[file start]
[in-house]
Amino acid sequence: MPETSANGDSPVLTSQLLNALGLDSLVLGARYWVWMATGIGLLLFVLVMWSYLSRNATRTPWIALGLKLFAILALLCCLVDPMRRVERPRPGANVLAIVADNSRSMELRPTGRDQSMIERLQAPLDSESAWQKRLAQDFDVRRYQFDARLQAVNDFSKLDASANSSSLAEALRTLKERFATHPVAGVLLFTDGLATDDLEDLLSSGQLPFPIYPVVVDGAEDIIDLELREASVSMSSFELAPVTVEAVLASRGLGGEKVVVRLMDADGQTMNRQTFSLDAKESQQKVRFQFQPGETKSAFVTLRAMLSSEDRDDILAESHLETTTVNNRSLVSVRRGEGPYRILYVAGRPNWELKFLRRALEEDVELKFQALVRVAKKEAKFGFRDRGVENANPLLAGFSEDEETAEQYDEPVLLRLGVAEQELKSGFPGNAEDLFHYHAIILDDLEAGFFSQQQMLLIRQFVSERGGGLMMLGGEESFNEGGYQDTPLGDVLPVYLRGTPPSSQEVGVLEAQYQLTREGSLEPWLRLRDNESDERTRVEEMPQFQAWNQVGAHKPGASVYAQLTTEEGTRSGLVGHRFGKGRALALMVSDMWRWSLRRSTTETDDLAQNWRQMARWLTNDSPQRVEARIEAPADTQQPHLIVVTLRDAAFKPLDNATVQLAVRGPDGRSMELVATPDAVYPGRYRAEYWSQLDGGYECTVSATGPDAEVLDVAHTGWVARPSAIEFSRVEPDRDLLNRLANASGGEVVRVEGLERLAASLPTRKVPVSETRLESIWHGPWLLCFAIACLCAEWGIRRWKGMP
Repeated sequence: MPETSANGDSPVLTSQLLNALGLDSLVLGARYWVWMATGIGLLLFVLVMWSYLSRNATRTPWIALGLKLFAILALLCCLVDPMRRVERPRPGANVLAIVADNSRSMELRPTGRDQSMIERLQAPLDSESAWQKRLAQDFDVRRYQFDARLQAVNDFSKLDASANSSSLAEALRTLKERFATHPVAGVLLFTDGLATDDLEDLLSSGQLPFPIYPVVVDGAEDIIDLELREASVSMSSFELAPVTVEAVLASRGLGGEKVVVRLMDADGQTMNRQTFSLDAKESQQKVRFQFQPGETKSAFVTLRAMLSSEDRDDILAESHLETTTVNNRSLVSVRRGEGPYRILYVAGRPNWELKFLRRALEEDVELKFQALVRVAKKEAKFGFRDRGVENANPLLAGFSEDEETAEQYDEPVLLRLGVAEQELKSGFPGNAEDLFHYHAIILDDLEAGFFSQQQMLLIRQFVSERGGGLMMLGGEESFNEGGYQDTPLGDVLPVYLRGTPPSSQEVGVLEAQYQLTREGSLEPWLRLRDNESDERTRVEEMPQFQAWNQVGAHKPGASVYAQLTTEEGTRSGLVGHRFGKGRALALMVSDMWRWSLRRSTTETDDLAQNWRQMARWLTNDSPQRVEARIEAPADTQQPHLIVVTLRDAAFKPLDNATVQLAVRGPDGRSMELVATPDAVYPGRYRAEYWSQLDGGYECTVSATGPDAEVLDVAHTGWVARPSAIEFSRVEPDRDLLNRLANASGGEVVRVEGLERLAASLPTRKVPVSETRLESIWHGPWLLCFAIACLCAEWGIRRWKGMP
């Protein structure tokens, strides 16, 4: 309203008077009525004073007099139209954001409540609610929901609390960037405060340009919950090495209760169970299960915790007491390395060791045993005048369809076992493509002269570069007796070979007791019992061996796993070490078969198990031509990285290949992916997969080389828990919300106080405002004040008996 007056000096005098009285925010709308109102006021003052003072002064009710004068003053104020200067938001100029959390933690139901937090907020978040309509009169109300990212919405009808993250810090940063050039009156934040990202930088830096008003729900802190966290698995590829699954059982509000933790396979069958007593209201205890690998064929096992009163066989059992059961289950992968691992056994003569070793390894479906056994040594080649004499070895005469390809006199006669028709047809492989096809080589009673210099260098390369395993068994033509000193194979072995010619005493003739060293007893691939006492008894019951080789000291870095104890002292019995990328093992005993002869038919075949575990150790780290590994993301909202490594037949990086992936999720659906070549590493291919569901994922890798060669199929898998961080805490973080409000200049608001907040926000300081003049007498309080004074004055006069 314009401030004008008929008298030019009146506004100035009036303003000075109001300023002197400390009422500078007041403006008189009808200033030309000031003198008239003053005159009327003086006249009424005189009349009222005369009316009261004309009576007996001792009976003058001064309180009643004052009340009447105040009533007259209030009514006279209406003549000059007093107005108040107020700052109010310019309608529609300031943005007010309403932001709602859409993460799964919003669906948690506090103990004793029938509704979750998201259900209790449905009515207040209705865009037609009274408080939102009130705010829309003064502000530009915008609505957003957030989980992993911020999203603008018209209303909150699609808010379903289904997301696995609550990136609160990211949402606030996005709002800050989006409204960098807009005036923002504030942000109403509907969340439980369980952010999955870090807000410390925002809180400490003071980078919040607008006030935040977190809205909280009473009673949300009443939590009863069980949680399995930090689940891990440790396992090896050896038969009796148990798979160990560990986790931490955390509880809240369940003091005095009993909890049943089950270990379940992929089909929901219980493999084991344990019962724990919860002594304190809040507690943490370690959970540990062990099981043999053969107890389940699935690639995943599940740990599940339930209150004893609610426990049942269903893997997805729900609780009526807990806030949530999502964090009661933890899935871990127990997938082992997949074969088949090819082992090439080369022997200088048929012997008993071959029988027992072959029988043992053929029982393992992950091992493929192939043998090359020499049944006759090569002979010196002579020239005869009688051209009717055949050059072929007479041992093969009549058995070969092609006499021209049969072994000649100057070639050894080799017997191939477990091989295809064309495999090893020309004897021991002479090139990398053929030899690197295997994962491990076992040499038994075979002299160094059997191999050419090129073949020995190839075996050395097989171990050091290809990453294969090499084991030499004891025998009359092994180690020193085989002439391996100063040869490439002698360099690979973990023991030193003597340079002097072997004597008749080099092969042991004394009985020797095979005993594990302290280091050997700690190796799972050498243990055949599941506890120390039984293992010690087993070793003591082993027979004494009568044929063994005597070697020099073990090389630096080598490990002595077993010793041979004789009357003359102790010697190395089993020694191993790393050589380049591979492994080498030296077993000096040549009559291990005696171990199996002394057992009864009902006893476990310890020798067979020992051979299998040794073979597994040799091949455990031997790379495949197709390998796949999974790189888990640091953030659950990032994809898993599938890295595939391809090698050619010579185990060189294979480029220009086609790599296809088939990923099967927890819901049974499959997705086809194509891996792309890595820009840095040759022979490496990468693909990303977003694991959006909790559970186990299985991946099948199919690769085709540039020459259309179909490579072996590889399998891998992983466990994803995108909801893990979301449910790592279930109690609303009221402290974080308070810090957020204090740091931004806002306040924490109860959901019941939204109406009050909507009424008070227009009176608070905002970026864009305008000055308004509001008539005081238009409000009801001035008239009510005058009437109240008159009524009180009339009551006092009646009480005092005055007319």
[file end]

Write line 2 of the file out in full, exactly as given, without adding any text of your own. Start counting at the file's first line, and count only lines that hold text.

Amino acid sequence: MPETSANGDSPVLTSQLLNALGLDSLVLGARYWVWMATGIGLLLFVLVMWSYLSRNATRTPWIALGLKLFAILALLCCLVDPMRRVERPRPGANVLAIVADNSRSMELRPTGRDQSMIERLQAPLDSESAWQKRLAQDFDVRRYQFDARLQAVNDFSKLDASANSSSLAEALRTLKERFATHPVAGVLLFTDGLATDDLEDLLSSGQLPFPIYPVVVDGAEDIIDLELREASVSMSSFELAPVTVEAVLASRGLGGEKVVVRLMDADGQTMNRQTFSLDAKESQQKVRFQFQPGETKSAFVTLRAMLSSEDRDDILAESHLETTTVNNRSLVSVRRGEGPYRILYVAGRPNWELKFLRRALEEDVELKFQALVRVAKKEAKFGFRDRGVENANPLLAGFSEDEETAEQYDEPVLLRLGVAEQELKSGFPGNAEDLFHYHAIILDDLEAGFFSQQQMLLIRQFVSERGGGLMMLGGEESFNEGGYQDTPLGDVLPVYLRGTPPSSQEVGVLEAQYQLTREGSLEPWLRLRDNESDERTRVEEMPQFQAWNQVGAHKPGASVYAQLTTEEGTRSGLVGHRFGKGRALALMVSDMWRWSLRRSTTETDDLAQNWRQMARWLTNDSPQRVEARIEAPADTQQPHLIVVTLRDAAFKPLDNATVQLAVRGPDGRSMELVATPDAVYPGRYRAEYWSQLDGGYECTVSATGPDAEVLDVAHTGWVARPSAIEFSRVEPDRDLLNRLANASGGEVVRVEGLERLAASLPTRKVPVSETRLESIWHGPWLLCFAIACLCAEWGIRRWKGMP